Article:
Wintery Knight

…integrating Christian faith and knowledge in the public square

Courting rules: what should a Christian woman be looking for in a man?

Here’s a post from Christian men’s issues blogger Dalrock, in which he gives advice to Christian women about how early they should marry. He himself is happily married, but he does not like the way that Christian women have been influenced by feminism inside and outside of the church.

Excerpt:

I propose that young women should take their husband hunt seriously from the beginning.  This means not looking for boyfriends, dates, friends with benefits, etc.  They should be looking for a husband from day 1, focusing exclusively on men who meet all three of the following criteria:

  1. Men who are (or are likely to be) interested in marrying her.
  2. Men she finds attractive enough that she is able to fall head over heels in love with him.
  3. Men she is ready to submit to as a wife and follow his leadership for the duration of her life.

Bullet number one should be obvious, but it is certainly worth stating.  One difference I’ve noted between men and women is women often don’t stick to the set of available options when making their selection.  A woman considering her options in marriage shouldn’t consider the recent interest (accepted or otherwise) from the exciting guy in the local band for some no strings attached sex, or even for a long term relationship.  If he isn’t interested in marriage, she shouldn’t consider him when considering her options.  The same goes for men who might be interested in marriage but don’t demonstrate an interest in marryingher.  Of course, none of the above is always a valid option so long as the woman is honest with herself that this means she is willing to risk foregoing marriage altogether with the hope that her available options will ultimately improve.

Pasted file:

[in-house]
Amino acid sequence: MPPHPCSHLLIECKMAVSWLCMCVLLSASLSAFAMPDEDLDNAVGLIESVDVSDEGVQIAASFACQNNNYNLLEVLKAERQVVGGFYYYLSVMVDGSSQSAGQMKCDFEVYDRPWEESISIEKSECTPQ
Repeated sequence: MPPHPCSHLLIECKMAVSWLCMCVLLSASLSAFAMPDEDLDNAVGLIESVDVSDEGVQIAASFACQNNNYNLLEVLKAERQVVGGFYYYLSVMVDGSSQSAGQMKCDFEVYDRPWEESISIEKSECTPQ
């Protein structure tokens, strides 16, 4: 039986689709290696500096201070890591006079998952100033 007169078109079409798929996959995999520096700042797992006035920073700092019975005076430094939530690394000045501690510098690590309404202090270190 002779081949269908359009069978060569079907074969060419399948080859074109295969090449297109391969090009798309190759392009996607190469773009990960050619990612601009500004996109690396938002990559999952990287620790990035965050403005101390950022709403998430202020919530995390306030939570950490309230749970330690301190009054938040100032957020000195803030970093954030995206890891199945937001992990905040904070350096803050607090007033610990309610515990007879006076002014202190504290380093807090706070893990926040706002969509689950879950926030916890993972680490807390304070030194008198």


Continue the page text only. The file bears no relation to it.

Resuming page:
Bullet number two is an interesting one.  Many young women set out on a path to what Mentu describes as pursuing the serial monogamy hall of fame, falling in love with a series of (they hope) ever better men.  Early in their search they would no doubt have this as their number one must have criteria.  However, after some period of time even chaste women who find they haven’t located a husband are tempted to lower their standards in this area in order to not have to compromise in the areas of wealth and success.  I’ve argued strongly that women should not do this, and continue to feel this way.

Bullet number three is where it gets interesting.  While wives submitting to their husbands is a clear command in the new testament, very few devout Christians even take this seriously in practice.  It flies against the norms of our culture, and even those who are very traditional are likely to be alarmed by the statement.

In fact, bullet number three should frighten you.  If it doesn’t, you likely aren’t understanding the gravity of the situation.  I’m assuming it immediately raised questions in your mind like:

  • What if he is abusive?
  • What if he won’t take her needs and wants into sufficient consideration when making decisions?
  • What if he is prone to make risky or irresponsible decisions?
  • What if he isn’t faithful?
  • What if he isn’t motivated to work to provide for his family?
  • What are his religious and moral values?
  • Is he a kind person?
  • Is he mentally and emotionally stable?
  • Is he capable of leading her in a way which she is comfortable following? (leadership style/game)

The proof that this is the right process is that these are all of the right questions.  These are the questions women looking to marry should be asking but very often aren’t.